The $2,245 Peloton bike isn’t that fancy if you consider indoor cycling. It’s a simple black and red frame with a big screen, and it operates on Wi-Fi.
But, add the incredible infomercials and streaming classes taught by the fittest instructors, and you have a fitness brand adored by the likes of Richard Branson, Jimmy Fallon, and the Obamas.
The difference really is in the branding. Consumer fitness at home isn’t a novel industry. In fact, it dates back to the ab roller in the 1990s. Peloton’s claim to fame is that it is focused on
bringing “serious fitness” into people’s homes in a “fresh and relevant” way with its growing library of classes.
And they’ve delivered on their promise. The convenience of taking a top-notch studio cycling class on a high-tech bike at home any time you want, combined with incredible instructors and a supportive (also, competitive) community, has created a devoted following of people willing to pay over $2000 for a bike that doesn't include the $250 delivery fee and the $30 monthly membership to stream the live classes.
Here’s Hugh Jackman sharing his progress with the Peloton community (and the world).
It all began in 2012 when…
Former Barnes & Noble e-commerce executive John Foley observed that instructor-led workouts were a lot more rewarding than self-led trips to the gym. He brought exercise classes to people’s homes, and the rest is history.
A year later, in 2013, after the initial investment, Peloton built its first prototype bike. It’s far from what you see today, but getting it out there helped them secure some extra cash to build the brand and business further.
In 2014, the bike’s design was modified and ready for customer use. Sales were slow and steady at this point, owing to the long production and shipping cycle.
By 2016, four years into building the business, Peloton started offering unlimited live and on-demand classes for a monthly subscription.
The Peloton logo
Peloton is a young and progressive brand. Its logo meets one of the fundamental qualities of a logo—it’s minimalistic.
The Peloton logo is composed of a clean font and an icon on the right. The icon resembles the letter “P” in monochrome and slanted disposition. It’s this “P” icon that’s placed on the circular bicycle “pedal.”
If you look at the logo and the website, you’ll notice the monochrome color palette that exudes power and style. While those are the core brand colors (and emotions), the brand does play with a bit of fuchsia pink, dark gray, or coral-red “P” (icon) accompanied by gray text to add a sense of energy, playfulness, and passion reflecting its company values.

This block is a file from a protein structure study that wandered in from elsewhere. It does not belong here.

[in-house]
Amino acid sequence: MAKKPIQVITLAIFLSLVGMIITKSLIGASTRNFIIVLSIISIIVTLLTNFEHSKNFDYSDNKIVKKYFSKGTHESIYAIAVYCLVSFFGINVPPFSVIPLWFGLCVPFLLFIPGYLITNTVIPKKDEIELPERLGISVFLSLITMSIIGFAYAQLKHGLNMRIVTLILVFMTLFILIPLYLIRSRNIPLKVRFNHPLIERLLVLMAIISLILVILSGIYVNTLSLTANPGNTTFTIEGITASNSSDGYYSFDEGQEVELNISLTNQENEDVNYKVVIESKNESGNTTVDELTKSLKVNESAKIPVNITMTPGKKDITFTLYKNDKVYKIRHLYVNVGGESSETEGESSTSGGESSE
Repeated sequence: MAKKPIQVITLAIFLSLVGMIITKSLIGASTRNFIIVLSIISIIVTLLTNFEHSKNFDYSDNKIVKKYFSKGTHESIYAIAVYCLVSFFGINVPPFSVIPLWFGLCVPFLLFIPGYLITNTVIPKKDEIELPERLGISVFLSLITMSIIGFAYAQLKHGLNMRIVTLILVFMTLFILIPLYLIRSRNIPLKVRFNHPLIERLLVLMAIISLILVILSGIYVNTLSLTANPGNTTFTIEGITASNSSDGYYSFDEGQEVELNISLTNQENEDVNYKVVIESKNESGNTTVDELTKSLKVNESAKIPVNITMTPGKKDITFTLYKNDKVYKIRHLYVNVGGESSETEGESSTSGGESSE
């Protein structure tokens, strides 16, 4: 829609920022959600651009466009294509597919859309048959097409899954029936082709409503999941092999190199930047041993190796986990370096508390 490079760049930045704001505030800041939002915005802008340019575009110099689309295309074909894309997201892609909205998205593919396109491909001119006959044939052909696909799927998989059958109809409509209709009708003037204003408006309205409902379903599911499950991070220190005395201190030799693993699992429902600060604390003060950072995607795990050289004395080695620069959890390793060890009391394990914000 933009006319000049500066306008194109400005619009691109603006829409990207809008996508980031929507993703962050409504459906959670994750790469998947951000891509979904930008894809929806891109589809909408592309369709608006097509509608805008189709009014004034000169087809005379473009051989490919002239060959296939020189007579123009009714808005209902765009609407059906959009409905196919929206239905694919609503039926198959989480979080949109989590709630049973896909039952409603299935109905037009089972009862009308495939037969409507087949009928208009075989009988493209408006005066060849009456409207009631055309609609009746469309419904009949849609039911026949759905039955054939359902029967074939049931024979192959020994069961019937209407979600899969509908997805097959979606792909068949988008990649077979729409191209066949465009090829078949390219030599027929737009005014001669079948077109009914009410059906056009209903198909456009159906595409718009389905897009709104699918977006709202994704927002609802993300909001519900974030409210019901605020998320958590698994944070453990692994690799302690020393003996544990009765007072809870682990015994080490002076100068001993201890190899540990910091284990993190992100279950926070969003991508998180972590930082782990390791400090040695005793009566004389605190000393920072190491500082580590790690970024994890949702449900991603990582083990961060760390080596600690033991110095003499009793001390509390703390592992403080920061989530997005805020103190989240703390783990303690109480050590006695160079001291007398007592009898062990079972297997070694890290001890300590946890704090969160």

In terms of font, the Peloton inscription is a bold and clean typeface with precise cuts, straight lines, and fully-shaped letters. The simple combination of the fonts and color palette makes the logo design look elegant, timeless, and adds a sense of power to it (an emotion strongly associated with fitness).
The secret sauce to fame
It’s the perfect mix of the pandemic and celebrities.
The 2020 COVID-19 pandemic shut all the gyms and trapped people in their houses. Not only was there an audience looking for ways to get fit, but they were also looking for entertainment and a sense of belonging.
Peloton checked all these boxes. The bike with a monthly membership gave you access to this exclusive community of people who were thriving and motivated to do better. It gave a lot of people purpose, something to look forward to in their otherwise bland day.
Next, come the celebrities. Imagine working out like a celebrity!
Peloton put everyone under the same roof without anyone actually leaving their house. It had names such as Jay-Z, Meghan Trainor, Miley Cyrus, Lizzo, Alicia Keys—all doing the same workouts as anybody.
Vicki Reed, former head of marketing at Peloton, says,
The company’s classes are a form of ‘exertainment,’ an engaging style of exercise and entertainment.
What does this mean for you?
Maybe you’re dreaming of building a brand bigger than Peloton, or perhaps you’re a simple mom-and-pop store that wants to stand out from the competition. Irrespective of where you are in your journey, strong branding is the bridge you must cross to build that successful business.
And branding is all about emotion. People rarely talk about the quality of the Peloton bike. What they’re genuinely interested in is the community and the feeling they experience after completing a challenging workout together with other people.
Maya Angelou said,
“I’ve learned that people will forget what you said, people will forget what you did, but people will never forget how you made them feel.”
If you can make your customer feel a positive emotion, you’ll have a brand that draws people in. Start by answering questions like:
- What problem does your customer have?
- How is this problem affecting their life? How is it making them feel?
- How is your product or service addressing that feeling?
- How will your customer’s life look different after using your product/service?
Start operating from the point of “how will they feel?” For example, will a customer feel safe giving you their money when you don’t have a professional logo, a functioning website, and a decent social media presence?
What might seem silly in the beginning may strongly impact how you’re perceived.
Tapping into people’s feelings is essential. Peloton did a great job at it, and so can you.